The femur is the longest, thickest, and strongest bone in the human body. It extends from the pelvis to the top of the knee and typically measures about 20 inches (50 centimeters) in a person of average size. More accurately called the femur bone, this critical component of the human anatomy gives support to the entire upper body and ensures that energy is distributed downward to the foot. The bone is the location of most hip fractures, and is therefore typically one of the primary bones involved in hip replacement surgery.
One of several bones that enable the human body to contend with gravity, the femur plays an essential role in standing, walking, running, and jumping. Its shape, like a hollow cylinder, gives it the strength necessary to withstand a great deal of strain and bear heavy weight. The head of the bone is formed like a ball and fits into a deep socket in the pelvis called the acetabulum. Connecting the head to the thinner shaft section of bone is the femoral neck. Right below the neck, there is a bump on the outside called the greater trochanter. The large muscles of the buttocks attach to the femur at the bump.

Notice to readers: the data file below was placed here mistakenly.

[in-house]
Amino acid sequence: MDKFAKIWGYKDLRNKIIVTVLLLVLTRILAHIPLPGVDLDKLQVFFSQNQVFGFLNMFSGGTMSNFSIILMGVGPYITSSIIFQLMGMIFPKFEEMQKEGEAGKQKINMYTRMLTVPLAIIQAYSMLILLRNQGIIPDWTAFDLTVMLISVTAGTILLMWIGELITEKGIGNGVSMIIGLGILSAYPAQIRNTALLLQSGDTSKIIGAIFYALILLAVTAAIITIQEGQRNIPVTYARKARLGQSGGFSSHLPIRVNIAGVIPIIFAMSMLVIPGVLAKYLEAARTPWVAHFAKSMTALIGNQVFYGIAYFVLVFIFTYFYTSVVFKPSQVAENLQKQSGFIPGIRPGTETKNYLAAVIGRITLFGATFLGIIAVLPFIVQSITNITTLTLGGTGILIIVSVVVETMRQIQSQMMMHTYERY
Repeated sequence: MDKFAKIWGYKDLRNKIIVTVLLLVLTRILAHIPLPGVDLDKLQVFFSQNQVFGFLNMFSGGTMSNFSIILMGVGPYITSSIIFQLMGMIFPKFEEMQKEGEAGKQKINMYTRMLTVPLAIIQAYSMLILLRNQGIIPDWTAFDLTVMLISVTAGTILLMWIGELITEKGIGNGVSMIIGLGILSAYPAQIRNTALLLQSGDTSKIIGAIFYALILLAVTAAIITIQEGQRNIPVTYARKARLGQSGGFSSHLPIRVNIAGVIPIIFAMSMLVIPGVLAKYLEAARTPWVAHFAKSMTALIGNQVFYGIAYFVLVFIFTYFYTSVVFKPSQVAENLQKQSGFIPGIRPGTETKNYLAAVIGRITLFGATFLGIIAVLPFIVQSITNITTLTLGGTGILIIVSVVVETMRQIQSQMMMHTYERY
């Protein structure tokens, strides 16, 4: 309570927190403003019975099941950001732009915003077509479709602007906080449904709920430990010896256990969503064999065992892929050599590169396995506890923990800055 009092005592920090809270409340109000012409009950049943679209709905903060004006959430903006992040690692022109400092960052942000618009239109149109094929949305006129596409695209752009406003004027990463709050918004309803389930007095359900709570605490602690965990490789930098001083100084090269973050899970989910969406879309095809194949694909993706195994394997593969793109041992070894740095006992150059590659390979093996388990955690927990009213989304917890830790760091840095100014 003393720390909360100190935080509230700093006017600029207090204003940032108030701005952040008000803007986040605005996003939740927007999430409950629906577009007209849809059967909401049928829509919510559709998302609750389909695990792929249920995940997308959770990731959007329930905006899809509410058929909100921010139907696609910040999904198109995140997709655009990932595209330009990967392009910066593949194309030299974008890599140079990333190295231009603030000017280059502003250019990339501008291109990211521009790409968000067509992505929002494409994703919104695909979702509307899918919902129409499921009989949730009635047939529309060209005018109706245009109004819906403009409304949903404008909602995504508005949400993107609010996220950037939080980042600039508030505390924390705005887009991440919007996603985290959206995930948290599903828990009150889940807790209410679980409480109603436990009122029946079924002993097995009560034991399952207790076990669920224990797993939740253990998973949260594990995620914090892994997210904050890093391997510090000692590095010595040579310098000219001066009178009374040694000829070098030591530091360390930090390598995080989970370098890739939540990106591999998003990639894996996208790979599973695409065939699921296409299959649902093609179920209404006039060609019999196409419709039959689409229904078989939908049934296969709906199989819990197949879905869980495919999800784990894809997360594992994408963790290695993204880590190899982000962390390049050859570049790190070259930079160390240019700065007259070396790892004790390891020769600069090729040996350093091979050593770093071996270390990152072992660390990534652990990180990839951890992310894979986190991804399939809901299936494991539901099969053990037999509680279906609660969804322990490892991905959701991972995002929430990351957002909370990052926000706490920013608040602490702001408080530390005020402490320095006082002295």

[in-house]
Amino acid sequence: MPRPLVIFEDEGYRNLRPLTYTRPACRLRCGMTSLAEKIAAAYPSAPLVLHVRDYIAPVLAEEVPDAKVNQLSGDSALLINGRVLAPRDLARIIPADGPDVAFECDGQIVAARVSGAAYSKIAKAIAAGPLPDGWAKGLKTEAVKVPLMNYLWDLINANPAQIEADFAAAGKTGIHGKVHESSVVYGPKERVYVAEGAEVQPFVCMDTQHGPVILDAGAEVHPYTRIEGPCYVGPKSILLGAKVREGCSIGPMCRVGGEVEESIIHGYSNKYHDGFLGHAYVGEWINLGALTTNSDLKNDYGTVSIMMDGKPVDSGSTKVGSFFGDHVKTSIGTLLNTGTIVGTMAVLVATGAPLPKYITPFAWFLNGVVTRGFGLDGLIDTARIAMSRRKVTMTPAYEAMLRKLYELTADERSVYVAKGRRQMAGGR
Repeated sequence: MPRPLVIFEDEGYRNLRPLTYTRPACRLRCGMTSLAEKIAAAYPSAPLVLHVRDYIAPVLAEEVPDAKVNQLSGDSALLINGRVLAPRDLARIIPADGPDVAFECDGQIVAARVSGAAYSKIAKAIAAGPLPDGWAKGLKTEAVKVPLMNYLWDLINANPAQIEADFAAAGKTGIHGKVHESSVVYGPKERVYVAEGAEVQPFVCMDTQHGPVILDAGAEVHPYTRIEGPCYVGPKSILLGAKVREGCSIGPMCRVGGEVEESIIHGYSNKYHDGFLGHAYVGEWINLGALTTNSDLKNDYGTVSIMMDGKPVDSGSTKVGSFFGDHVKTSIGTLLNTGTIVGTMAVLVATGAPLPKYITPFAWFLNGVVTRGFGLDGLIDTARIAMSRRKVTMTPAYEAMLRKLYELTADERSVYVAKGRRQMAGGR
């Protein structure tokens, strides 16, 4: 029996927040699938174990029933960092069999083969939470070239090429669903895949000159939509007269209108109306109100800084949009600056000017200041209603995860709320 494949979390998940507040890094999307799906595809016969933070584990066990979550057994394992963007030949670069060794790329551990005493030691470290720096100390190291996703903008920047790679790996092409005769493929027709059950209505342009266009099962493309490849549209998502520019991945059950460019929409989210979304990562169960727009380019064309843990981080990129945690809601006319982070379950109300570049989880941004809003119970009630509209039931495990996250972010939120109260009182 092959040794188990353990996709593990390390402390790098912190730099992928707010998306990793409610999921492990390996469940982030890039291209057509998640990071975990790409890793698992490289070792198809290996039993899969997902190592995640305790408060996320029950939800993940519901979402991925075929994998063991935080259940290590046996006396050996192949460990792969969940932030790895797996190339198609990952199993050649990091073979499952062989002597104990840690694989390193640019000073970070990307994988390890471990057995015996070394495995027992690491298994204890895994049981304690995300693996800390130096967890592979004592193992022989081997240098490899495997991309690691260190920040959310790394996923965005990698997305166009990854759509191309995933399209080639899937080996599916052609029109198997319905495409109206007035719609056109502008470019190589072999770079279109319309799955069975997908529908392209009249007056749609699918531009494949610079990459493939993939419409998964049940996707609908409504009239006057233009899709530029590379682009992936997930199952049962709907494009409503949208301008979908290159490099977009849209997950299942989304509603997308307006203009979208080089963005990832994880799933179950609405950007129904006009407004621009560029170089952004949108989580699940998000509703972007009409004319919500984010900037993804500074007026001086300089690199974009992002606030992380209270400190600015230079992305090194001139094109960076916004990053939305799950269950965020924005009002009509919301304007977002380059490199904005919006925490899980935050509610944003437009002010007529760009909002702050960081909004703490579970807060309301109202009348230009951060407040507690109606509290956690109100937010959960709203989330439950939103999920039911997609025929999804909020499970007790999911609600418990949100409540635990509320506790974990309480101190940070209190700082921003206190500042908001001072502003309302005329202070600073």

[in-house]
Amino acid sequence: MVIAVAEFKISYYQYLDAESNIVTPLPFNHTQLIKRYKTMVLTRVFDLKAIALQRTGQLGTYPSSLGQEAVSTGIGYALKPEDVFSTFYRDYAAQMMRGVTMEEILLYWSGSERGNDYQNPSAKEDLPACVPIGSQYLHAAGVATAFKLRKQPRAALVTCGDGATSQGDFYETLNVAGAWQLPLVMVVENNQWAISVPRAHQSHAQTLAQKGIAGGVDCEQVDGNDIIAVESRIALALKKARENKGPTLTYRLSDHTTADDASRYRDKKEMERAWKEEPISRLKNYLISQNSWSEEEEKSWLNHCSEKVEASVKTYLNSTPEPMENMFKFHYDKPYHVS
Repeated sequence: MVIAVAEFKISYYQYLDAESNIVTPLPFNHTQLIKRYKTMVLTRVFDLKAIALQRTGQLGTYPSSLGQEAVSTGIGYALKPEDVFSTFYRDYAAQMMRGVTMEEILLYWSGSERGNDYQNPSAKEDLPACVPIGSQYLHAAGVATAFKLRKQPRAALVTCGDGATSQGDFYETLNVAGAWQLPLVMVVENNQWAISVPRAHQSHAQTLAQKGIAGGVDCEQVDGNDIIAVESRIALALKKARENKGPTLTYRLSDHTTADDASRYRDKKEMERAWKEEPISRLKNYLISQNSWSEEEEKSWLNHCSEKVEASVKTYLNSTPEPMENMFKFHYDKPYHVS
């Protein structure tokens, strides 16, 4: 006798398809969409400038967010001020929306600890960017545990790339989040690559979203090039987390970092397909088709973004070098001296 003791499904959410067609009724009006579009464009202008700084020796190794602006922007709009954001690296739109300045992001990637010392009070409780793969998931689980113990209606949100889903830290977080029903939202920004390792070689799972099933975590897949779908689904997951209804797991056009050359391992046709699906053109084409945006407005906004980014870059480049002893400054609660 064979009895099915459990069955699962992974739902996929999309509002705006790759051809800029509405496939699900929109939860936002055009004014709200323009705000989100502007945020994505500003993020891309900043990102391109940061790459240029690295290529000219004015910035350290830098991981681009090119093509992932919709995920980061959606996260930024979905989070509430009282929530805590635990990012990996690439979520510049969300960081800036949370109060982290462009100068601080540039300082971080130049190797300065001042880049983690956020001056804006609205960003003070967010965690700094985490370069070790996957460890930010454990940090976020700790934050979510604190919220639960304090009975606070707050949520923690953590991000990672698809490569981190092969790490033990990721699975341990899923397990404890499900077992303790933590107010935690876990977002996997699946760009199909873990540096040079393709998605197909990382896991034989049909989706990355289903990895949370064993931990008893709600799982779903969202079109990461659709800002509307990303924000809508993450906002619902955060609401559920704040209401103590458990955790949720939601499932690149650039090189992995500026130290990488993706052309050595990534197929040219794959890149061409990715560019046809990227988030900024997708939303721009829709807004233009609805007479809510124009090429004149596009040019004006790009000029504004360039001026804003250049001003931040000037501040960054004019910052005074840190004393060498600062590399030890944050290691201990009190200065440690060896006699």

Fractures of the femur typically occur in the neck of the bone. In young people, breaks usually happen as the result of a serious fall, blow, athletic injury, or vehicle accident. The cause in older people is can be those and can be accelerated by bone-weakening osteoporosis. Elderly people also sometimes experience femur fractures in an area slightly below the neck in what is called the intertrochanteric region. Breaks of the femur in either of these areas for both young and old are usually referred to as hip fractures and are normally considered to be serious injures. Healing of a fracture can take three to six months.
Risk factors for femoral fractures typically include engaging in high-contact sports like football or hockey, aging, onset of osteoporosis, decreased muscle mass, and suffering from diseases that often attack bones such as cancer. Several precautions can offer protection against femur fractures including avoiding the activities that involve high risk of major impact, keeping active to stay agile, working out to increase the muscle strength necessary to make falls less likely, eating foods that are high in calcium and vitamin D, wearing seat belts when driving or riding in a vehicle, and wearing the proper protective equipment and padding when participating in sports or engaging in other athletic activities.